Solving Cloud Security Will Open Adoption Floodgates

According to the upcoming Verizon 2014 Data Breach Investigations Report, the time it takes for an attacker to compromise a system in three-quarters of breaches is days or less, but less than 25% of breaches are discovered in days or less. If that 75%-plus failure rate isn’t alarming enough, then there’s the recent Enterprise Strategy Group survey of professionals that found that almost half (42%) believe that “keeping up with the latest threats and vulnerabilities” is “much more difficult” or “somewhat more difficult” than it was two years ago.

Or how about security being the single biggest impediment to cloud adoption, according to Elad Yoran, CEO of security/encryption specialist Vaultive. “All of the major barriers to cloud adoption have been addressed with one exception, security.” Until that issue is addressed and enterprises can secure their data, even when it resides on systems they don’t control, they will be reluctant, and in some cases unable, to move to the cloud, he said.

“In 2013 enterprises got real about cloud computing. In 2014 we will integrate it into our existing IT portfolios – whether IT likes it or not,” said Forrester Research analyst James Staten.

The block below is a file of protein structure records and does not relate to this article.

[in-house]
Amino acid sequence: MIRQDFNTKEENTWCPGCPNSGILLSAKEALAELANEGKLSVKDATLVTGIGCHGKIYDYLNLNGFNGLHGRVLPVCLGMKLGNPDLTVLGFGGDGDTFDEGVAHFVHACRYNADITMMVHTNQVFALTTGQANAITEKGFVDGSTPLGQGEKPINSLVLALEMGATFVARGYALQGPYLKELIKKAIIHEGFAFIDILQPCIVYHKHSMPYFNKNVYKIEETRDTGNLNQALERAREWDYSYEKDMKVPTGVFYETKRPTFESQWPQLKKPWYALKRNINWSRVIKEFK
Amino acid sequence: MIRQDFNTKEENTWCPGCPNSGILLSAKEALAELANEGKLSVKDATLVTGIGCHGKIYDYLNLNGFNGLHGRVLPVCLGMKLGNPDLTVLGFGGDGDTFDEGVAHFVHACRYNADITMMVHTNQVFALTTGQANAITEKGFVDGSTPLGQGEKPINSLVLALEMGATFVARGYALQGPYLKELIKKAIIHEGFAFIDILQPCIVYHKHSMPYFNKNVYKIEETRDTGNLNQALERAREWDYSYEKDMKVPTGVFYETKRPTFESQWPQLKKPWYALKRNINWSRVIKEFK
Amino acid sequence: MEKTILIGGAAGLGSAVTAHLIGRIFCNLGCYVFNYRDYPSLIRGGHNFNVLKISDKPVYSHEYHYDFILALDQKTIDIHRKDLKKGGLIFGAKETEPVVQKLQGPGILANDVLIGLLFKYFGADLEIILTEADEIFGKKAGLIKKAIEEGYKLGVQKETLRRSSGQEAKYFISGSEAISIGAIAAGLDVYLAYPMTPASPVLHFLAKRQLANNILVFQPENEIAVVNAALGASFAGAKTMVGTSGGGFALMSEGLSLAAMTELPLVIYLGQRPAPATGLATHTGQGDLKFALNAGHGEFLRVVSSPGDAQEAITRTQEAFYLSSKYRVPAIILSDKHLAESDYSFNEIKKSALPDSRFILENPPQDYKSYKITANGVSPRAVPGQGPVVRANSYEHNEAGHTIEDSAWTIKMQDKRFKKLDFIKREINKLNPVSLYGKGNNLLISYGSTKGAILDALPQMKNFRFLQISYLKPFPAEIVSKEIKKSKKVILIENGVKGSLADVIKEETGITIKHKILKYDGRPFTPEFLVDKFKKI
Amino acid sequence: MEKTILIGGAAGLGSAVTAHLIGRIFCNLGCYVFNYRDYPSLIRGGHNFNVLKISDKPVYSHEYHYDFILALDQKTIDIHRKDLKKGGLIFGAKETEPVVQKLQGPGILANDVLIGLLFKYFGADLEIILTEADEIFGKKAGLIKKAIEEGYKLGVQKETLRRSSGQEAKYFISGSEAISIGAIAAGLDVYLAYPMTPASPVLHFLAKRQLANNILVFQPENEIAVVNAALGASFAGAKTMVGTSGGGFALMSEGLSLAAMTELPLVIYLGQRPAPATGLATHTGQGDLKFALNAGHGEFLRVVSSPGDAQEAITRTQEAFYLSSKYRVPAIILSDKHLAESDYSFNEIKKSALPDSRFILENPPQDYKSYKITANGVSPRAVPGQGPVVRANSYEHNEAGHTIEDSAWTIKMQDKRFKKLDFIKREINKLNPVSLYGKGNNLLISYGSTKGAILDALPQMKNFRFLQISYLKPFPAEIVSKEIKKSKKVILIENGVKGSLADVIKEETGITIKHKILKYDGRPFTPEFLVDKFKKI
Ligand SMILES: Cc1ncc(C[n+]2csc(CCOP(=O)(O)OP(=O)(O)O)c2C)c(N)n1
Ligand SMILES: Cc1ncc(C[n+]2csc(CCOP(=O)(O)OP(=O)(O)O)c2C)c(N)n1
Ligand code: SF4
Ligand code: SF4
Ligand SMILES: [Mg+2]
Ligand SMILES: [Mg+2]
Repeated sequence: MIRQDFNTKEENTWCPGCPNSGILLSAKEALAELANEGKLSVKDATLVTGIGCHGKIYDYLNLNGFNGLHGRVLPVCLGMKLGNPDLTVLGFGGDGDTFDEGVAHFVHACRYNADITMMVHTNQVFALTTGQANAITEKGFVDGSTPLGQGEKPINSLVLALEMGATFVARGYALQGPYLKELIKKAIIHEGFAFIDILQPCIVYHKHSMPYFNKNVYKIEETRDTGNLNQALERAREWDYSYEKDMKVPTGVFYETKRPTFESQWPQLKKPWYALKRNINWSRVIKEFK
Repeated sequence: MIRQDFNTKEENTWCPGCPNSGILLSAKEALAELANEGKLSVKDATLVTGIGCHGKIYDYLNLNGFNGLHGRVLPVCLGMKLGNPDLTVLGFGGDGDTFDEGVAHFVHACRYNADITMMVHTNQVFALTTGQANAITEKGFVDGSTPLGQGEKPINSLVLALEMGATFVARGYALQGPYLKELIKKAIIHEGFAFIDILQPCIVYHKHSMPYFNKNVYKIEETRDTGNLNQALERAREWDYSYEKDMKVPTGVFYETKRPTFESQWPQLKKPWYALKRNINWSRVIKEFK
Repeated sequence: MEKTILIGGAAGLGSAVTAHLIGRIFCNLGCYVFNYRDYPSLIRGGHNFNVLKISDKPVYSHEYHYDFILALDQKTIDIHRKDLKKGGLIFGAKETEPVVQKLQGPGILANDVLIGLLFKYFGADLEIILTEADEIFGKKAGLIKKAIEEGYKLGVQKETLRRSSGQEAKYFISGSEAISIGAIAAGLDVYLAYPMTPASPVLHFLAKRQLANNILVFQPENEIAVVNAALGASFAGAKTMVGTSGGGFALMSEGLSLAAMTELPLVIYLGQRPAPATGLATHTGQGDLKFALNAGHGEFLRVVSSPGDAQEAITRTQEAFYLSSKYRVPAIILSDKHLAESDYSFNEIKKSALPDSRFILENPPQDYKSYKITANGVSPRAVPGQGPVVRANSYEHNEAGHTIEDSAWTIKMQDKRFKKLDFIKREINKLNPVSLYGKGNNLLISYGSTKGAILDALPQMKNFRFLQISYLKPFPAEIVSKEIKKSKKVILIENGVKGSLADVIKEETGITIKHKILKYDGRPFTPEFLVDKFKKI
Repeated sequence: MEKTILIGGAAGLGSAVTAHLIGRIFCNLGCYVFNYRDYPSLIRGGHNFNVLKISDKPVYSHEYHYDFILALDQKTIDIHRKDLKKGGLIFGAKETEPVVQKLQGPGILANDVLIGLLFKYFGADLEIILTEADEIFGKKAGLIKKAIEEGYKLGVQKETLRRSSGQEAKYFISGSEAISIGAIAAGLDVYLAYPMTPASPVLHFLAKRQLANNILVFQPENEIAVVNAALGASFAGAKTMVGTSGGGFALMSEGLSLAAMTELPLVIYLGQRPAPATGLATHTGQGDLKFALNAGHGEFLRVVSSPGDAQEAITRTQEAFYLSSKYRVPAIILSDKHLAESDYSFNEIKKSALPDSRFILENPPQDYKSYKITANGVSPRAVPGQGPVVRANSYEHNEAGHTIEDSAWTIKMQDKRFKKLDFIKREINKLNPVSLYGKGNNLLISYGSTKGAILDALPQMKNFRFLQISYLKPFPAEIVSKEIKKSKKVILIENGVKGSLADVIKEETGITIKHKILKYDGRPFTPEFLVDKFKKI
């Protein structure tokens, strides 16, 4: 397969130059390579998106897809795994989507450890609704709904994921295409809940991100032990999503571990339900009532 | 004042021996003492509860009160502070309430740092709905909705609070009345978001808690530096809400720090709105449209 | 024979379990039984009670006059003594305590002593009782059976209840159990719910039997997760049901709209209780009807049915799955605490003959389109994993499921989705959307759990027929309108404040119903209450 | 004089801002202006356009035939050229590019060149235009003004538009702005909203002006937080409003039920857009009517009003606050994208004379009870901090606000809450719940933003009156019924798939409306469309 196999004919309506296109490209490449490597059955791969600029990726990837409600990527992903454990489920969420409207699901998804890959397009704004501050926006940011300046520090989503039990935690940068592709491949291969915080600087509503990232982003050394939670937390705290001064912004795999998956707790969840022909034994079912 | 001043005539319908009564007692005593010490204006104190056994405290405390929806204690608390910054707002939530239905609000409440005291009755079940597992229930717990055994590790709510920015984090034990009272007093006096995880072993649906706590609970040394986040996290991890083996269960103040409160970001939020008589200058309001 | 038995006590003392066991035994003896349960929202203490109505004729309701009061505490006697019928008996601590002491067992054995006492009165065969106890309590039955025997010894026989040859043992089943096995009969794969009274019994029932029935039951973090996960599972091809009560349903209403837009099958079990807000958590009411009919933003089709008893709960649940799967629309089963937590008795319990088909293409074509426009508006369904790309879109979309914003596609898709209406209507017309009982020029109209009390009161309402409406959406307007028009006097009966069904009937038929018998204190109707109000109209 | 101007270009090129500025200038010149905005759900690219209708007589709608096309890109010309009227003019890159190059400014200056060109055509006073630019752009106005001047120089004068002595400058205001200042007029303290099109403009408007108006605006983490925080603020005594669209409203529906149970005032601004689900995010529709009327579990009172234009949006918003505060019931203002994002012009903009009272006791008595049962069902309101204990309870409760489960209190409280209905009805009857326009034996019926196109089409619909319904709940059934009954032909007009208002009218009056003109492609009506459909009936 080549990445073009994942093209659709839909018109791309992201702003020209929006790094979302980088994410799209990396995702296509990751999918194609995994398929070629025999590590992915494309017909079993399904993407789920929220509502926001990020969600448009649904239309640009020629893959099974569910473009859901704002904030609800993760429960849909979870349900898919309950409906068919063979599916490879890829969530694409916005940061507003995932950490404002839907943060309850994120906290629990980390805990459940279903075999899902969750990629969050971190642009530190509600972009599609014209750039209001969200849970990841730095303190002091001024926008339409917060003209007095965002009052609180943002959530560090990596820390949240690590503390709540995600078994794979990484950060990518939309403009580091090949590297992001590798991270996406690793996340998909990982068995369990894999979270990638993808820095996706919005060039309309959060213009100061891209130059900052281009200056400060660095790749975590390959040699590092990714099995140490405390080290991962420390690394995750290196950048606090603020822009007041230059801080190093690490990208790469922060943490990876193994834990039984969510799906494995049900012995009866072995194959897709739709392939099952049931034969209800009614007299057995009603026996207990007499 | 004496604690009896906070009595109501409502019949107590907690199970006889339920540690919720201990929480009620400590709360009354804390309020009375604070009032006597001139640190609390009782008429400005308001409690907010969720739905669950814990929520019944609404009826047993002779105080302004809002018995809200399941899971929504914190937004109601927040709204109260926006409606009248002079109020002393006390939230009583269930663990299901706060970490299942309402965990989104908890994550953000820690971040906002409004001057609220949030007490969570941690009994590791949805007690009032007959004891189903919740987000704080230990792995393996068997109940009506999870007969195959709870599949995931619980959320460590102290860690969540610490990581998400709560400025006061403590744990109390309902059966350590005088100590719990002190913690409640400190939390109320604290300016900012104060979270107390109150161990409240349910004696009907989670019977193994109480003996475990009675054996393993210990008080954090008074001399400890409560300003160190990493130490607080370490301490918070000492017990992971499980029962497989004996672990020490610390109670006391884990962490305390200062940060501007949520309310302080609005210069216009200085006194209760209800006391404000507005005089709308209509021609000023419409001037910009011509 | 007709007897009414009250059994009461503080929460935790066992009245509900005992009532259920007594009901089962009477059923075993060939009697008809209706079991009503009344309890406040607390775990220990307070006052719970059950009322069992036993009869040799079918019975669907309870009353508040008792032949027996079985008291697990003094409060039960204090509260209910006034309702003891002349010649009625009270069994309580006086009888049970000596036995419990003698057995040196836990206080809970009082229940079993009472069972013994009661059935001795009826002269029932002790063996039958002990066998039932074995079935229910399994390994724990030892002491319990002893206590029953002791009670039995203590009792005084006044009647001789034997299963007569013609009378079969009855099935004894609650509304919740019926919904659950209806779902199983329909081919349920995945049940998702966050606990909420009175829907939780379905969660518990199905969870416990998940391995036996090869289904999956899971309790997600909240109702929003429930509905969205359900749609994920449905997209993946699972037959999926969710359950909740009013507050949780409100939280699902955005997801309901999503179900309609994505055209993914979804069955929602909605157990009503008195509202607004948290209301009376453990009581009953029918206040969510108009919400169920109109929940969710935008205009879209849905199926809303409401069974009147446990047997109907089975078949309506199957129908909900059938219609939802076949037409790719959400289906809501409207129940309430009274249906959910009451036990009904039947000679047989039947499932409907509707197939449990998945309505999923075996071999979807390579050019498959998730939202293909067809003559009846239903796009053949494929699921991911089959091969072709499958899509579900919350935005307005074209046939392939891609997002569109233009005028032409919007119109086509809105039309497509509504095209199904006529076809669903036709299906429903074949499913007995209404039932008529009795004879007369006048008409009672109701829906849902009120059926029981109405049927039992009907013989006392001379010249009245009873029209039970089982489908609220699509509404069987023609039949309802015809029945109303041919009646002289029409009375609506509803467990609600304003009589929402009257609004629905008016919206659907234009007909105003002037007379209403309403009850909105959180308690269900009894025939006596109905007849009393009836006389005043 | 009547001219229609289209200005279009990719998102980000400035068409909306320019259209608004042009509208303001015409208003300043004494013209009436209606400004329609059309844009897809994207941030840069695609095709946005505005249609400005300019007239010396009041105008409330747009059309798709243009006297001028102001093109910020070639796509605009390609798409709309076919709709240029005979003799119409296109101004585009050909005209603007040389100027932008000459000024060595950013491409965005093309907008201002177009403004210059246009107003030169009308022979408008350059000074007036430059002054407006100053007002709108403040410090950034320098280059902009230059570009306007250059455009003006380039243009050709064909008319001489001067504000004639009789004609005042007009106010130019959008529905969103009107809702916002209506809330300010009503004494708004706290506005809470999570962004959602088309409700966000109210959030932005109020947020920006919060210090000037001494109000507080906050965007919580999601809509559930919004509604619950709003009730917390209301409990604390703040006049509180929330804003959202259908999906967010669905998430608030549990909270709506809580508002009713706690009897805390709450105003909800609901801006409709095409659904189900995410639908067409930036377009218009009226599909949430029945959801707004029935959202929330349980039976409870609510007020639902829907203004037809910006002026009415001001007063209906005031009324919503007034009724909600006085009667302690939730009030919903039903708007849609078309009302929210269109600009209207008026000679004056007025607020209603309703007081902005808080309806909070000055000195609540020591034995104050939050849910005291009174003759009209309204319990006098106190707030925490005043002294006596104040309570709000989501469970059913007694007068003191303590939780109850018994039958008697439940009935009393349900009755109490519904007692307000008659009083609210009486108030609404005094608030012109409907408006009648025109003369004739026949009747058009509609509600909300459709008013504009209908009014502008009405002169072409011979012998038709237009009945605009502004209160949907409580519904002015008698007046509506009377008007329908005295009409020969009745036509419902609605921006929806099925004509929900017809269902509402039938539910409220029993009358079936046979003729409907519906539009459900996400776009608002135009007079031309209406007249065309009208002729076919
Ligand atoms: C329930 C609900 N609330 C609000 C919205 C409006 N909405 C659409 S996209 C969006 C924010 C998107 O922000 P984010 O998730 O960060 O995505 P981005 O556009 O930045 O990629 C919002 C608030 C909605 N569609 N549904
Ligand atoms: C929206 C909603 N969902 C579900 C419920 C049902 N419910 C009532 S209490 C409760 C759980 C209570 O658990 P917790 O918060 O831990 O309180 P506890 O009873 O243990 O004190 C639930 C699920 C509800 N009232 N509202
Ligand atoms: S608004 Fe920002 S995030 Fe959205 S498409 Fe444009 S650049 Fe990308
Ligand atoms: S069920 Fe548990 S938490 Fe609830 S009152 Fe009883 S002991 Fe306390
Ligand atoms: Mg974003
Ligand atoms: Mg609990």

“When this issue [cloud security] is addressed, we will see the floodgates of cloud open up,” said Yoran. “It will unleash billions of dollars in cost savings.”

Unfortunately, security concerns aren’t restricted to just the bad guys. “Revelations on surveillance and data mining programs like the NSA’s Prism have highlighted the risks that companies must come to terms with when their data is stored and processed in the cloud,” stated Yoran. “Whether it’s access to corporate data by the or equivalent national security agencies outside of the U.S. and other U.S. federal agencies, or compliance with regulations that mandate data protection, businesses remain responsible for maintaining the privacy and confidentiality of their data.”

Staten said one solution is ‘bring your own encryption’. is a cloud computing security model that allows cloud services customers to use their own software and manage their own keys. This is going to be at the top of the security list for 2014 because of the whole NSA/Snowden data leak. We also expect in 2014 that other governments are going to get caught doing this [collecting data] too.

BYOE works by allowing customers to deploy a virtualized instance of their own encryption software alongside the business application they are hosting in the cloud. The business application is configured so that all its data is processed by the encryption application, which then writes the ciphertext version of the data to the cloud service provider’s physical data store.

It’s in the best interest of large enterprises that the data they have extreme concerns about would be a candidate for BYOE, said Staten. And there are multiple ways to handle encryption:

-you can bring the type of blanket encryption that encrypts the entire volume;

-you can bring encryption that retains the structure of the data; and,

-you can bring what they call tokenization, in which the integrity of the data is maintained, which is really necessary to consume the data and for different applications to do stuff with it, but which obscures the true identity of the data.